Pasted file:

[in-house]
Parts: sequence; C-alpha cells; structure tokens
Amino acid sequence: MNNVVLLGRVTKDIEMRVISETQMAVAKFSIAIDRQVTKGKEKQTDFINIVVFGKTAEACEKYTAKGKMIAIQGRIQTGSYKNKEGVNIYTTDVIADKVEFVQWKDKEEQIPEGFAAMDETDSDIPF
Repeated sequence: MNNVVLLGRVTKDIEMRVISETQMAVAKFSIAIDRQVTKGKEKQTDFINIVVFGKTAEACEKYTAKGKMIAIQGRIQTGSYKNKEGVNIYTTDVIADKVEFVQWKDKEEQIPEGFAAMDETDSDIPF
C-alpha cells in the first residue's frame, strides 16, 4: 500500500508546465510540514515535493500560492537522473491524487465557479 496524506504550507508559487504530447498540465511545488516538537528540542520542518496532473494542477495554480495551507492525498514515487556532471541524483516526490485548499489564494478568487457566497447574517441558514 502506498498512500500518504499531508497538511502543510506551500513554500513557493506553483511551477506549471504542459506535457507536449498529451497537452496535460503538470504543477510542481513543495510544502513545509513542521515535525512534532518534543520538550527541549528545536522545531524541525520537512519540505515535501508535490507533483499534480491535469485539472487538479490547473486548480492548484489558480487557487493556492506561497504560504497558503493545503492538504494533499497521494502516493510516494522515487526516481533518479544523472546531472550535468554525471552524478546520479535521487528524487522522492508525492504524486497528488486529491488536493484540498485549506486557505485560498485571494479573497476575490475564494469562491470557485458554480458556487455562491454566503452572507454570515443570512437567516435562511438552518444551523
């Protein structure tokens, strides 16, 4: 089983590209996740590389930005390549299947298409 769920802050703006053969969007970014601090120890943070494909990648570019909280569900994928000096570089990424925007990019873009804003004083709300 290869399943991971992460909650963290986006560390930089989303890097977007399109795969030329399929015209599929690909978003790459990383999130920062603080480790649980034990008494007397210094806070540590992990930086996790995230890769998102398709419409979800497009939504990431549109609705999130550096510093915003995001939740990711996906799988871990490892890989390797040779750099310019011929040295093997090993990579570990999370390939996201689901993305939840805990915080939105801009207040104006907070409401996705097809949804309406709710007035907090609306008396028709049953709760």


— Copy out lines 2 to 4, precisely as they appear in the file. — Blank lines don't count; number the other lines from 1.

Parts: sequence; C-alpha cells; structure tokens
Amino acid sequence: MNNVVLLGRVTKDIEMRVISETQMAVAKFSIAIDRQVTKGKEKQTDFINIVVFGKTAEACEKYTAKGKMIAIQGRIQTGSYKNKEGVNIYTTDVIADKVEFVQWKDKEEQIPEGFAAMDETDSDIPF
Repeated sequence: MNNVVLLGRVTKDIEMRVISETQMAVAKFSIAIDRQVTKGKEKQTDFINIVVFGKTAEACEKYTAKGKMIAIQGRIQTGSYKNKEGVNIYTTDVIADKVEFVQWKDKEEQIPEGFAAMDETDSDIPF